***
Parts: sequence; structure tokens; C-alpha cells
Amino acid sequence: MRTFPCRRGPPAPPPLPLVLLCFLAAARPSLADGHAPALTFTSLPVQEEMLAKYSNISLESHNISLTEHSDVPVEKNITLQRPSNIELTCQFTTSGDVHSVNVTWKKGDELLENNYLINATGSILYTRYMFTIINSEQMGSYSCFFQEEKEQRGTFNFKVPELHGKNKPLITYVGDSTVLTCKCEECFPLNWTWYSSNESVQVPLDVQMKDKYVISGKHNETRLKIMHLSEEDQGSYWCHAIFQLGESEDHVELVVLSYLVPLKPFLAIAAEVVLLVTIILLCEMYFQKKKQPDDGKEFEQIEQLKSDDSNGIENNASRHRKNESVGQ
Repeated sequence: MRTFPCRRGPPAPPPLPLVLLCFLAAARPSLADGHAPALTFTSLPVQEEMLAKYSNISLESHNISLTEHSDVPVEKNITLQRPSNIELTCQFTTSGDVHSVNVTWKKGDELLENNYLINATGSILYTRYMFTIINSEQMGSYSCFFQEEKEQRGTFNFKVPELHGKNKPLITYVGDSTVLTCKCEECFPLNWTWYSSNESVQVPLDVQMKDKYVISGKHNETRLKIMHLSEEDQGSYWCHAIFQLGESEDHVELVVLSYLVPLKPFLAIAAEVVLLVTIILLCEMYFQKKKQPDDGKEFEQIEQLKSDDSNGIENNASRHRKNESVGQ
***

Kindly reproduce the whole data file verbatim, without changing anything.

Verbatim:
Parts: sequence; structure tokens; C-alpha cells
Amino acid sequence: MRTFPCRRGPPAPPPLPLVLLCFLAAARPSLADGHAPALTFTSLPVQEEMLAKYSNISLESHNISLTEHSDVPVEKNITLQRPSNIELTCQFTTSGDVHSVNVTWKKGDELLENNYLINATGSILYTRYMFTIINSEQMGSYSCFFQEEKEQRGTFNFKVPELHGKNKPLITYVGDSTVLTCKCEECFPLNWTWYSSNESVQVPLDVQMKDKYVISGKHNETRLKIMHLSEEDQGSYWCHAIFQLGESEDHVELVVLSYLVPLKPFLAIAAEVVLLVTIILLCEMYFQKKKQPDDGKEFEQIEQLKSDDSNGIENNASRHRKNESVGQ
Repeated sequence: MRTFPCRRGPPAPPPLPLVLLCFLAAARPSLADGHAPALTFTSLPVQEEMLAKYSNISLESHNISLTEHSDVPVEKNITLQRPSNIELTCQFTTSGDVHSVNVTWKKGDELLENNYLINATGSILYTRYMFTIINSEQMGSYSCFFQEEKEQRGTFNFKVPELHGKNKPLITYVGDSTVLTCKCEECFPLNWTWYSSNESVQVPLDVQMKDKYVISGKHNETRLKIMHLSEEDQGSYWCHAIFQLGESEDHVELVVLSYLVPLKPFLAIAAEVVLLVTIILLCEMYFQKKKQPDDGKEFEQIEQLKSDDSNGIENNASRHRKNESVGQ